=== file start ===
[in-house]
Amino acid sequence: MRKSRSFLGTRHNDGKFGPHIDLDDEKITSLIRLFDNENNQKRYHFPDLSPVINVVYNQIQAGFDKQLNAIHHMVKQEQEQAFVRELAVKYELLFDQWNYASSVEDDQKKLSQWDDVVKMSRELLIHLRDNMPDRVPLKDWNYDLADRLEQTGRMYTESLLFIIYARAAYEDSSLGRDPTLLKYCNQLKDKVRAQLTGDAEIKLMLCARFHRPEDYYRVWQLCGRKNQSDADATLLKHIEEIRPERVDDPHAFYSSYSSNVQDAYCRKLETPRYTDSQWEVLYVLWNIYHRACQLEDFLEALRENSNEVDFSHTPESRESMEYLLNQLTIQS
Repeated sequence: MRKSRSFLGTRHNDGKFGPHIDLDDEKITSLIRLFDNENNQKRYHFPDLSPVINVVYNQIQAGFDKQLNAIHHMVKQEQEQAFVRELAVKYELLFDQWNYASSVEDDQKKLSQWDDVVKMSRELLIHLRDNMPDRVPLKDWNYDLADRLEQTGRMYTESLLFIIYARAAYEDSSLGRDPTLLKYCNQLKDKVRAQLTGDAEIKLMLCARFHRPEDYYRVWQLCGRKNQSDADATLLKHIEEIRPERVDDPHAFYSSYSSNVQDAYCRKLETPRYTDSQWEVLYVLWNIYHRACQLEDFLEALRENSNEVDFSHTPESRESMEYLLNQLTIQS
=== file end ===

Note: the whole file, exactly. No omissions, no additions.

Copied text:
[in-house]
Amino acid sequence: MRKSRSFLGTRHNDGKFGPHIDLDDEKITSLIRLFDNENNQKRYHFPDLSPVINVVYNQIQAGFDKQLNAIHHMVKQEQEQAFVRELAVKYELLFDQWNYASSVEDDQKKLSQWDDVVKMSRELLIHLRDNMPDRVPLKDWNYDLADRLEQTGRMYTESLLFIIYARAAYEDSSLGRDPTLLKYCNQLKDKVRAQLTGDAEIKLMLCARFHRPEDYYRVWQLCGRKNQSDADATLLKHIEEIRPERVDDPHAFYSSYSSNVQDAYCRKLETPRYTDSQWEVLYVLWNIYHRACQLEDFLEALRENSNEVDFSHTPESRESMEYLLNQLTIQS
Repeated sequence: MRKSRSFLGTRHNDGKFGPHIDLDDEKITSLIRLFDNENNQKRYHFPDLSPVINVVYNQIQAGFDKQLNAIHHMVKQEQEQAFVRELAVKYELLFDQWNYASSVEDDQKKLSQWDDVVKMSRELLIHLRDNMPDRVPLKDWNYDLADRLEQTGRMYTESLLFIIYARAAYEDSSLGRDPTLLKYCNQLKDKVRAQLTGDAEIKLMLCARFHRPEDYYRVWQLCGRKNQSDADATLLKHIEEIRPERVDDPHAFYSSYSSNVQDAYCRKLETPRYTDSQWEVLYVLWNIYHRACQLEDFLEALRENSNEVDFSHTPESRESMEYLLNQLTIQS